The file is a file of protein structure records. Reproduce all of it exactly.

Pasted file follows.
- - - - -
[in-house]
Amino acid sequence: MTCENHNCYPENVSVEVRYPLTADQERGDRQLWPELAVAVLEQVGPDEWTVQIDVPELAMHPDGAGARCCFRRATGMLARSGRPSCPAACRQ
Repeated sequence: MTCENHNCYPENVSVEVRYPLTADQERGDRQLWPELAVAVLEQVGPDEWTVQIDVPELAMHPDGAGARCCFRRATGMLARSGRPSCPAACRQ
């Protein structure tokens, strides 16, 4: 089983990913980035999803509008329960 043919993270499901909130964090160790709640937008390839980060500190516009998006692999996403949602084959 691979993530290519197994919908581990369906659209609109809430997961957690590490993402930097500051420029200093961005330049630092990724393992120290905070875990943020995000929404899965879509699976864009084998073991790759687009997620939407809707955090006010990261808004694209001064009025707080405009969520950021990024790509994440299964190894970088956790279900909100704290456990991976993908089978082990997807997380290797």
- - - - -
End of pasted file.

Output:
[in-house]
Amino acid sequence: MTCENHNCYPENVSVEVRYPLTADQERGDRQLWPELAVAVLEQVGPDEWTVQIDVPELAMHPDGAGARCCFRRATGMLARSGRPSCPAACRQ
Repeated sequence: MTCENHNCYPENVSVEVRYPLTADQERGDRQLWPELAVAVLEQVGPDEWTVQIDVPELAMHPDGAGARCCFRRATGMLARSGRPSCPAACRQ
């Protein structure tokens, strides 16, 4: 089983990913980035999803509008329960 043919993270499901909130964090160790709640937008390839980060500190516009998006692999996403949602084959 691979993530290519197994919908581990369906659209609109809430997961957690590490993402930097500051420029200093961005330049630092990724393992120290905070875990943020995000929404899965879509699976864009084998073991790759687009997620939407809707955090006010990261808004694209001064009025707080405009969520950021990024790509994440299964190894970088956790279900909100704290456990991976993908089978082990997807997380290797």